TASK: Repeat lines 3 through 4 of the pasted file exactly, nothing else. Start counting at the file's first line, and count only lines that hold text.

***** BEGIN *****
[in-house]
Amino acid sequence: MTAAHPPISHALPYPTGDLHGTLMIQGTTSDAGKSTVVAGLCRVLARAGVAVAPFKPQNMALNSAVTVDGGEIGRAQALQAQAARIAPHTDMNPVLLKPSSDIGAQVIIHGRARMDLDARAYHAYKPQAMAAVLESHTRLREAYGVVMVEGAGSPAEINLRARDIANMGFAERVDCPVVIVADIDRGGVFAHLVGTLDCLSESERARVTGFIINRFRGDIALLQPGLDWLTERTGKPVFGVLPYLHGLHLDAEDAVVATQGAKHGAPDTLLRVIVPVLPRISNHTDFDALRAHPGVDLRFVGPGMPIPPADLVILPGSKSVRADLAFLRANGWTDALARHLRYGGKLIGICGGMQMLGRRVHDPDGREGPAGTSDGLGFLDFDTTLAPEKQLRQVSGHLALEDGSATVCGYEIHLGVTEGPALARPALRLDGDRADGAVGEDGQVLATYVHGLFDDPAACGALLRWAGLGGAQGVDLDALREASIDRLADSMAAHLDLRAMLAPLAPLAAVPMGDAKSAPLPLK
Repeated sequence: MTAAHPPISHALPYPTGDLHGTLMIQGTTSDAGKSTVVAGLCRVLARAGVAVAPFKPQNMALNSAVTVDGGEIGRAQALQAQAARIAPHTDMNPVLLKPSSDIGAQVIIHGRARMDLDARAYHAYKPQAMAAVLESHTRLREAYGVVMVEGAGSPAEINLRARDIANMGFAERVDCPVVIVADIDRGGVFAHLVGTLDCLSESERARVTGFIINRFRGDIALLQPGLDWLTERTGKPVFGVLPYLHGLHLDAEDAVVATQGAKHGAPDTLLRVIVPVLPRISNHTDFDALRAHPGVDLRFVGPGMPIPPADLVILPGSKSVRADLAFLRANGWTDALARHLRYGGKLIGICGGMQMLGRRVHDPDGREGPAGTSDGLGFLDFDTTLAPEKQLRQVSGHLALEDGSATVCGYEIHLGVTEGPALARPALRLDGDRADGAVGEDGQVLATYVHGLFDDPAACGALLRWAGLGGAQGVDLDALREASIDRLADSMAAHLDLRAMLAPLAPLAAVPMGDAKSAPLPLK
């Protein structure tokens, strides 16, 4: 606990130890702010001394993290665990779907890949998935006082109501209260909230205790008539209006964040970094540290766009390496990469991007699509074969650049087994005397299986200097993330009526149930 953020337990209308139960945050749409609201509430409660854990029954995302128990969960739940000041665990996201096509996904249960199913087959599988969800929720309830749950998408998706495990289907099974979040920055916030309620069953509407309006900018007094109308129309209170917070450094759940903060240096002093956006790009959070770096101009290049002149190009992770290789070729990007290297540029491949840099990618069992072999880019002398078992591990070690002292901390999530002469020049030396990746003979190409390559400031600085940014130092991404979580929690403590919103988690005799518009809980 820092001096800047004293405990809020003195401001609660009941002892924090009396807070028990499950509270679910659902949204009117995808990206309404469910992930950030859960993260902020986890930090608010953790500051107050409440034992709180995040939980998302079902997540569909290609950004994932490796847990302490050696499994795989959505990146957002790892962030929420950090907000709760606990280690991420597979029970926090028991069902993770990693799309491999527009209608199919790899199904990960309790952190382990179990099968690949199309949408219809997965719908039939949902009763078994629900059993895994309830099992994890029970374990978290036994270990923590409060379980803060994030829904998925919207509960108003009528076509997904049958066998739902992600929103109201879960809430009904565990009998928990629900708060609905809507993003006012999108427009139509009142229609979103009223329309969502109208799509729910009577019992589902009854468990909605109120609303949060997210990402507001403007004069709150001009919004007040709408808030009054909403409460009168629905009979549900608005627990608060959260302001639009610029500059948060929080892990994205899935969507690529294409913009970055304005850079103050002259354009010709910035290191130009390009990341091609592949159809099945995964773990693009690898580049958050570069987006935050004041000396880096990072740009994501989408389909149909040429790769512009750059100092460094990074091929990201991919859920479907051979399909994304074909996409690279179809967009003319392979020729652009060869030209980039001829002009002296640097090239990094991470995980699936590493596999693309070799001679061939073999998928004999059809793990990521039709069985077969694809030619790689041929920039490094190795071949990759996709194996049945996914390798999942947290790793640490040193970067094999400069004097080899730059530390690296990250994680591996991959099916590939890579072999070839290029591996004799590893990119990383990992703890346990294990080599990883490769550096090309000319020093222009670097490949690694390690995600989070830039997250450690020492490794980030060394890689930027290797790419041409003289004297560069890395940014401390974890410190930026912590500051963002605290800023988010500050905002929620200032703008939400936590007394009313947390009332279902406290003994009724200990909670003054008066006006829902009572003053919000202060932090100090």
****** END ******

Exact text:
Repeated sequence: MTAAHPPISHALPYPTGDLHGTLMIQGTTSDAGKSTVVAGLCRVLARAGVAVAPFKPQNMALNSAVTVDGGEIGRAQALQAQAARIAPHTDMNPVLLKPSSDIGAQVIIHGRARMDLDARAYHAYKPQAMAAVLESHTRLREAYGVVMVEGAGSPAEINLRARDIANMGFAERVDCPVVIVADIDRGGVFAHLVGTLDCLSESERARVTGFIINRFRGDIALLQPGLDWLTERTGKPVFGVLPYLHGLHLDAEDAVVATQGAKHGAPDTLLRVIVPVLPRISNHTDFDALRAHPGVDLRFVGPGMPIPPADLVILPGSKSVRADLAFLRANGWTDALARHLRYGGKLIGICGGMQMLGRRVHDPDGREGPAGTSDGLGFLDFDTTLAPEKQLRQVSGHLALEDGSATVCGYEIHLGVTEGPALARPALRLDGDRADGAVGEDGQVLATYVHGLFDDPAACGALLRWAGLGGAQGVDLDALREASIDRLADSMAAHLDLRAMLAPLAPLAAVPMGDAKSAPLPLK
């Protein structure tokens, strides 16, 4: 606990130890702010001394993290665990779907890949998935006082109501209260909230205790008539209006964040970094540290766009390496990469991007699509074969650049087994005397299986200097993330009526149930 953020337990209308139960945050749409609201509430409660854990029954995302128990969960739940000041665990996201096509996904249960199913087959599988969800929720309830749950998408998706495990289907099974979040920055916030309620069953509407309006900018007094109308129309209170917070450094759940903060240096002093956006790009959070770096101009290049002149190009992770290789070729990007290297540029491949840099990618069992072999880019002398078992591990070690002292901390999530002469020049030396990746003979190409390559400031600085940014130092991404979580929690403590919103988690005799518009809980 820092001096800047004293405990809020003195401001609660009941002892924090009396807070028990499950509270679910659902949204009117995808990206309404469910992930950030859960993260902020986890930090608010953790500051107050409440034992709180995040939980998302079902997540569909290609950004994932490796847990302490050696499994795989959505990146957002790892962030929420950090907000709760606990280690991420597979029970926090028991069902993770990693799309491999527009209608199919790899199904990960309790952190382990179990099968690949199309949408219809997965719908039939949902009763078994629900059993895994309830099992994890029970374990978290036994270990923590409060379980803060994030829904998925919207509960108003009528076509997904049958066998739902992600929103109201879960809430009904565990009998928990629900708060609905809507993003006012999108427009139509009142229609979103009223329309969502109208799509729910009577019992589902009854468990909605109120609303949060997210990402507001403007004069709150001009919004007040709408808030009054909403409460009168629905009979549900608005627990608060959260302001639009610029500059948060929080892990994205899935969507690529294409913009970055304005850079103050002259354009010709910035290191130009390009990341091609592949159809099945995964773990693009690898580049958050570069987006935050004041000396880096990072740009994501989408389909149909040429790769512009750059100092460094990074091929990201991919859920479907051979399909994304074909996409690279179809967009003319392979020729652009060869030209980039001829002009002296640097090239990094991470995980699936590493596999693309070799001679061939073999998928004999059809793990990521039709069985077969694809030619790689041929920039490094190795071949990759996709194996049945996914390798999942947290790793640490040193970067094999400069004097080899730059530390690296990250994680591996991959099916590939890579072999070839290029591996004799590893990119990383990992703890346990294990080599990883490769550096090309000319020093222009670097490949690694390690995600989070830039997250450690020492490794980030060394890689930027290797790419041409003289004297560069890395940014401390974890410190930026912590500051963002605290800023988010500050905002929620200032703008939400936590007394009313947390009332279902406290003994009724200990909670003054008066006006829902009572003053919000202060932090100090």